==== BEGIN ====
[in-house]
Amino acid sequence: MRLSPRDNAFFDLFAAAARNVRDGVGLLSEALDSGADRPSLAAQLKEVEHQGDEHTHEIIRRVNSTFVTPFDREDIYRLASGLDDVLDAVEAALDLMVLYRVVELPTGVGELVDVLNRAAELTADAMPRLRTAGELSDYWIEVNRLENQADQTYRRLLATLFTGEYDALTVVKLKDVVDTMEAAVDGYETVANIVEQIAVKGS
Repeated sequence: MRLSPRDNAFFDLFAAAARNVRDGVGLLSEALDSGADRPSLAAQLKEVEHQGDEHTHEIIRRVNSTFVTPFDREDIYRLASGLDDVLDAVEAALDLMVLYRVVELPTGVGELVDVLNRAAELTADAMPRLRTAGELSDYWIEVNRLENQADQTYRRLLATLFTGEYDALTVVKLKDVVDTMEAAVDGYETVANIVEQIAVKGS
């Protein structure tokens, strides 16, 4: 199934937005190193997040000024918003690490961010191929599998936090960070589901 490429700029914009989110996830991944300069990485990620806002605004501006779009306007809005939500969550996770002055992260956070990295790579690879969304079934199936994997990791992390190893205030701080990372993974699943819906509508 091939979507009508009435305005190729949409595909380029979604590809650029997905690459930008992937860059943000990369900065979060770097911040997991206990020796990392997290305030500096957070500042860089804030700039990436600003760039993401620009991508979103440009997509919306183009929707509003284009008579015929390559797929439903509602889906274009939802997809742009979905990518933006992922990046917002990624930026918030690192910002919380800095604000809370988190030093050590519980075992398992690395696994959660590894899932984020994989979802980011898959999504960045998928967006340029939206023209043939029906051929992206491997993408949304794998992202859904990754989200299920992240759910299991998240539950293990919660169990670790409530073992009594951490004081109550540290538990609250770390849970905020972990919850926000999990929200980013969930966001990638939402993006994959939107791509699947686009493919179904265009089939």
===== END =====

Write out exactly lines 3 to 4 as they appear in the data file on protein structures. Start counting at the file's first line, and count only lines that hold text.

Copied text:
Repeated sequence: MRLSPRDNAFFDLFAAAARNVRDGVGLLSEALDSGADRPSLAAQLKEVEHQGDEHTHEIIRRVNSTFVTPFDREDIYRLASGLDDVLDAVEAALDLMVLYRVVELPTGVGELVDVLNRAAELTADAMPRLRTAGELSDYWIEVNRLENQADQTYRRLLATLFTGEYDALTVVKLKDVVDTMEAAVDGYETVANIVEQIAVKGS
């Protein structure tokens, strides 16, 4: 199934937005190193997040000024918003690490961010191929599998936090960070589901 490429700029914009989110996830991944300069990485990620806002605004501006779009306007809005939500969550996770002055992260956070990295790579690879969304079934199936994997990791992390190893205030701080990372993974699943819906509508 091939979507009508009435305005190729949409595909380029979604590809650029997905690459930008992937860059943000990369900065979060770097911040997991206990020796990392997290305030500096957070500042860089804030700039990436600003760039993401620009991508979103440009997509919306183009929707509003284009008579015929390559797929439903509602889906274009939802997809742009979905990518933006992922990046917002990624930026918030690192910002919380800095604000809370988190030093050590519980075992398992690395696994959660590894899932984020994989979802980011898959999504960045998928967006340029939206023209043939029906051929992206491997993408949304794998992202859904990754989200299920992240759910299991998240539950293990919660169990670790409530073992009594951490004081109550540290538990609250770390849970905020972990919850926000999990929200980013969930966001990638939402993006994959939107791509699947686009493919179904265009089939």